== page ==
# Solar DHW + Space: Sizing the System

 This section covers how to go about determining how much solar collector area your system should have, and what the size of the heat storage tank should be.    Back to the main directory for Solar Space + DHW ...

This system is designed so that it can provide both space heating and domestic water heating using the same collectors and storage tank.  The sizing for space heating and for domestic water heating are different, and will be covered separately, followed by some notes how how you might combine the two sizes.

## Sizing the System For Space Heating

Sizing the collectors and storage tank for space heating depends on several things:

• How well insulated and sealed your house is

• How cold your climate is

• How sunny your climate is

• How much solar heating you want to accomplish (what Solar Fraction you are shooting for)

I've just recently added a method that lets you work through all this, and make a reasonable estimate of how big your solar system should be.   But first, just to get a feel for the problem, lets consider to extremes cases at opposite ends of the scale.

The first would be the case of retrofitting solar heating to an existing home in a cold climate.   Lets assume the home was built in the 80's and has typical insulation and sealing for that time -- maybe R11 walls, R30 ceilings, ordinary double glazed windows.

The second would be a new house built to something like Passive House Institute standards.  These homes are very well insulated and very well sealed.  The

In the first case, you are very likely to find when you work through the sizing, that 1) you want to first work on your homes insulating and sealing, and window heat loss (like thermal shades).  The reason being that it will be cheaper and easier to first lower your heat loss and then add solar heating than to try to meet a very high heat demand with solar heating.

Even after you have cut back the home heat loss (something that will pay big dividends in itself), its very likely that you will find that its not practical to provide a large fraction (say 90 to 100%) with solar heating.  Its likely that this would take so much collector area that either space limits or cost of system limits would keep you from getting to very high solar fractions.  This does not mean in any way that it does not make sense to add a solar heating system.  It just means that you should add a solar heating system that fits in your space and in your budget, and take whatever solar fraction this gives you.  The system will still save you lots on heating bills and will reduce your greenhouse gas emissions substantially.  Such a system will actually have a better pay back than the solar system for a very well insulated home like our second case.  I don't want to over generalize, and you want to work through the numbers on your house, but its probably reasonable to target a solar fraction in the 30 to 70% area for this case depending on your exact situation.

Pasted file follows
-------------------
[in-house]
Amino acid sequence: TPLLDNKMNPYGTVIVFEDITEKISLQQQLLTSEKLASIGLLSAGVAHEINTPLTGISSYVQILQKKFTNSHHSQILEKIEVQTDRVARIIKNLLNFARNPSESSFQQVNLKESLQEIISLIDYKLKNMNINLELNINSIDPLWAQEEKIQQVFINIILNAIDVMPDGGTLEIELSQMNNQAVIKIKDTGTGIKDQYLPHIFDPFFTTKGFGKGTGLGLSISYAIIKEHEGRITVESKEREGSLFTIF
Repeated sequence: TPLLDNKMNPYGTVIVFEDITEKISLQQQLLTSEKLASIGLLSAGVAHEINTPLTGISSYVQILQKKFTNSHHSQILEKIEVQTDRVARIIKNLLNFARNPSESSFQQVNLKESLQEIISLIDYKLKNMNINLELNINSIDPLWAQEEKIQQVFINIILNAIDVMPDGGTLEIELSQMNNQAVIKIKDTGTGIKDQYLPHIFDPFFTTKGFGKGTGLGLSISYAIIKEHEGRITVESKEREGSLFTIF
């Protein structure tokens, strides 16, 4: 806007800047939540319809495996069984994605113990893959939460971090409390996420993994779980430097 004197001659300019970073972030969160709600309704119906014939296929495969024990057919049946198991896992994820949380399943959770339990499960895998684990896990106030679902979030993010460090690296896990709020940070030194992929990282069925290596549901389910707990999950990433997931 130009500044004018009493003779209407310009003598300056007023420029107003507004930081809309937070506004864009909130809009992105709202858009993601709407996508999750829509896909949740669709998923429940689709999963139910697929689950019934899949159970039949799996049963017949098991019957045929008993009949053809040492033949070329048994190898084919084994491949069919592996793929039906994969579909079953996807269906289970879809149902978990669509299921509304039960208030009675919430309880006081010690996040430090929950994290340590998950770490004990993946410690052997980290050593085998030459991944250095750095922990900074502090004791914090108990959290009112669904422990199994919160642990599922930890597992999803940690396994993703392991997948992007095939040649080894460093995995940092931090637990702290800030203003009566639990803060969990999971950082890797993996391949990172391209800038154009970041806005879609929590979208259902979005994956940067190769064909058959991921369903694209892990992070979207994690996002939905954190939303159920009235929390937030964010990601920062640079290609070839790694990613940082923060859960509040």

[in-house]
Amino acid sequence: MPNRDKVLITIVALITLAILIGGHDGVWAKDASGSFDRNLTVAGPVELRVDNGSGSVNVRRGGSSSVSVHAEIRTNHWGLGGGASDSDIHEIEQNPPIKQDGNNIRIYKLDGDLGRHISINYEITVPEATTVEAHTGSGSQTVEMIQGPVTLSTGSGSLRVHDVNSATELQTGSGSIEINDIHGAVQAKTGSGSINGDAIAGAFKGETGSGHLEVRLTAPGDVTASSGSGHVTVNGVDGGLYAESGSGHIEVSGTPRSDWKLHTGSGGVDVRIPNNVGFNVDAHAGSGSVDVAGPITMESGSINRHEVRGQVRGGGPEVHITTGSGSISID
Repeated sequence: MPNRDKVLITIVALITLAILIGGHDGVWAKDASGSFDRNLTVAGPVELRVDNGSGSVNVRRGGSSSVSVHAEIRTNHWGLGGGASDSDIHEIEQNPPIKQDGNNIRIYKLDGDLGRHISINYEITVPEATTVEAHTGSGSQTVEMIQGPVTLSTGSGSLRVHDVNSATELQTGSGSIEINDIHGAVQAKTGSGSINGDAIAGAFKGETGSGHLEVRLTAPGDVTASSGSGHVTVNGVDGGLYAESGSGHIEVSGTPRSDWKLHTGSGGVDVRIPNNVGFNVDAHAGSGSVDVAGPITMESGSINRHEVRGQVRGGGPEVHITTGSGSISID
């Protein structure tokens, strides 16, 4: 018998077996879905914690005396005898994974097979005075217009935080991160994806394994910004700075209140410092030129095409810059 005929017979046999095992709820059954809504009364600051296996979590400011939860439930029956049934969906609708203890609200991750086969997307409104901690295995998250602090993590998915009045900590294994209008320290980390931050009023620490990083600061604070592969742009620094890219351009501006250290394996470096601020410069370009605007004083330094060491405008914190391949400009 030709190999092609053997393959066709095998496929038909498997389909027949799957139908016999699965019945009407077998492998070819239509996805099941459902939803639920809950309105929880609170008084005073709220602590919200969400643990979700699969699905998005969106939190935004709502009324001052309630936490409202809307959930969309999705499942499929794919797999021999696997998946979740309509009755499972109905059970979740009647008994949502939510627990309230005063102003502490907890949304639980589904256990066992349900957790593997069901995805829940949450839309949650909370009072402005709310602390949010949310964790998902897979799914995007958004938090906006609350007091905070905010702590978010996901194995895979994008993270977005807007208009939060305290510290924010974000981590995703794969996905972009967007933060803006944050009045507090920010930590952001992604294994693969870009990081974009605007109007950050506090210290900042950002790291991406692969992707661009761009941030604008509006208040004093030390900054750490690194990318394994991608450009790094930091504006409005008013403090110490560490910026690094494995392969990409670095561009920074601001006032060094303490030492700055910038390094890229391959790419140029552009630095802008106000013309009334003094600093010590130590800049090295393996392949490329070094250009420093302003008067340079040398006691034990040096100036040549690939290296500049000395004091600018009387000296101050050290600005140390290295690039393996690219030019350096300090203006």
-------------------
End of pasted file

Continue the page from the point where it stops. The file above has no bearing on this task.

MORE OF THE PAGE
In the second case, a home that meets the Passive House Institute Standard in a northern US climate is likely to have something like R40 walls, R60 ceilings, R5 triple glazed windows, very tight sealing, and tight control over thermal bridging in the structure.  If circumstances allow, the home would also likely have some passive solar gain from south facing glazing.  Such a home would also have a Heat Recovery Ventilation system that provides good ventilation without much heat loss.  This home might have a tenth of the heat loss of our first example.

For this case, it is certainly practical to target quite a high solar fraction -- perhaps even a 100% solar fraction.  The heat demand is so much lower that a much smaller collector area will meet the heat demand.  One could even experiment with backing off some on some of the Passive House Institute requirements, and trade that against the cost of a larger solar heating system to see which is more cost effective.

As an example, ...   -- do a PHS house example...

## Making the Estimate

At this point, you want to go to the page that provides the method to dete

Working through the details of the method will give you:

- An estimate of the heat loss for your house, and an understanding of where the heat is going.  This will be very helpful in figuring out what changes you might want to make to make the house less of a heat leaker.

- An estimate of the solar heat you can collect for the collector array size you enter.

You can play around with making improvements to your home heat loss and changing the size of your collector array until you get to a point that looks like a good and cost effective solution.

Some truths:

• - You will almost certainly need some form of backup heat, and for many people the "backup" will be meeting a considerable fraction of the heat demand.  So, plan for a robust backup heat system.